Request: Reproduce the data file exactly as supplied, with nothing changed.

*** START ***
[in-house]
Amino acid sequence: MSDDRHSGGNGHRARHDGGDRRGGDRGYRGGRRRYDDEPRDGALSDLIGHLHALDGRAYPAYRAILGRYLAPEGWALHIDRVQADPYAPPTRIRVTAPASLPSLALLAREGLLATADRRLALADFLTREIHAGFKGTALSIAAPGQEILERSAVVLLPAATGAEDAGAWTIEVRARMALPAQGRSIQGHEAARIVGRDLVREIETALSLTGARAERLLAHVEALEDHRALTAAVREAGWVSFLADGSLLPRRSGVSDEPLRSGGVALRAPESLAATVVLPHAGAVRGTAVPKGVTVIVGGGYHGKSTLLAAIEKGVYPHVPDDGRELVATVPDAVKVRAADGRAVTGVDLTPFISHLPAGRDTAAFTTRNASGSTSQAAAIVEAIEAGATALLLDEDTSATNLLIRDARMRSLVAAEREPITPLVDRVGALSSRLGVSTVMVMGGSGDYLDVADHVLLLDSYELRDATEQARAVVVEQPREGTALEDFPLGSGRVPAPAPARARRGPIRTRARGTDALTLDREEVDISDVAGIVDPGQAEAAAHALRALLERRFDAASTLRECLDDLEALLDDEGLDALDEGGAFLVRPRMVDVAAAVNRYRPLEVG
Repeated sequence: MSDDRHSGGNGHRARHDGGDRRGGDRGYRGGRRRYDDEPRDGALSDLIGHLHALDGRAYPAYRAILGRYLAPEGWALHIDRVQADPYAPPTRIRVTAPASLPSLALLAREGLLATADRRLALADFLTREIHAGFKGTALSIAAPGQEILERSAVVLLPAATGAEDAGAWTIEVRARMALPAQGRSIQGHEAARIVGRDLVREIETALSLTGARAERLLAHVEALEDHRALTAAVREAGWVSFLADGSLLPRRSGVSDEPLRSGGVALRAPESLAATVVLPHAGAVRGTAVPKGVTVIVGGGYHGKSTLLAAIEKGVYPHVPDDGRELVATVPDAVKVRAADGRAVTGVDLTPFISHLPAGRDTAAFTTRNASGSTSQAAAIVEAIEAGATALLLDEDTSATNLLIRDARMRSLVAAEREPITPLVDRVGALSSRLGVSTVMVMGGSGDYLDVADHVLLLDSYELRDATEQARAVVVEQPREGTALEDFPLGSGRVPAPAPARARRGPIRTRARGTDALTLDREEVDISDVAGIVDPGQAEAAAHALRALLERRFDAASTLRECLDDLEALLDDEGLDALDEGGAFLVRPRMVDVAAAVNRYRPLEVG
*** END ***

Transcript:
[in-house]
Amino acid sequence: MSDDRHSGGNGHRARHDGGDRRGGDRGYRGGRRRYDDEPRDGALSDLIGHLHALDGRAYPAYRAILGRYLAPEGWALHIDRVQADPYAPPTRIRVTAPASLPSLALLAREGLLATADRRLALADFLTREIHAGFKGTALSIAAPGQEILERSAVVLLPAATGAEDAGAWTIEVRARMALPAQGRSIQGHEAARIVGRDLVREIETALSLTGARAERLLAHVEALEDHRALTAAVREAGWVSFLADGSLLPRRSGVSDEPLRSGGVALRAPESLAATVVLPHAGAVRGTAVPKGVTVIVGGGYHGKSTLLAAIEKGVYPHVPDDGRELVATVPDAVKVRAADGRAVTGVDLTPFISHLPAGRDTAAFTTRNASGSTSQAAAIVEAIEAGATALLLDEDTSATNLLIRDARMRSLVAAEREPITPLVDRVGALSSRLGVSTVMVMGGSGDYLDVADHVLLLDSYELRDATEQARAVVVEQPREGTALEDFPLGSGRVPAPAPARARRGPIRTRARGTDALTLDREEVDISDVAGIVDPGQAEAAAHALRALLERRFDAASTLRECLDDLEALLDDEGLDALDEGGAFLVRPRMVDVAAAVNRYRPLEVG
Repeated sequence: MSDDRHSGGNGHRARHDGGDRRGGDRGYRGGRRRYDDEPRDGALSDLIGHLHALDGRAYPAYRAILGRYLAPEGWALHIDRVQADPYAPPTRIRVTAPASLPSLALLAREGLLATADRRLALADFLTREIHAGFKGTALSIAAPGQEILERSAVVLLPAATGAEDAGAWTIEVRARMALPAQGRSIQGHEAARIVGRDLVREIETALSLTGARAERLLAHVEALEDHRALTAAVREAGWVSFLADGSLLPRRSGVSDEPLRSGGVALRAPESLAATVVLPHAGAVRGTAVPKGVTVIVGGGYHGKSTLLAAIEKGVYPHVPDDGRELVATVPDAVKVRAADGRAVTGVDLTPFISHLPAGRDTAAFTTRNASGSTSQAAAIVEAIEAGATALLLDEDTSATNLLIRDARMRSLVAAEREPITPLVDRVGALSSRLGVSTVMVMGGSGDYLDVADHVLLLDSYELRDATEQARAVVVEQPREGTALEDFPLGSGRVPAPAPARARRGPIRTRARGTDALTLDREEVDISDVAGIVDPGQAEAAAHALRALLERRFDAASTLRECLDDLEALLDDEGLDALDEGGAFLVRPRMVDVAAAVNRYRPLEVG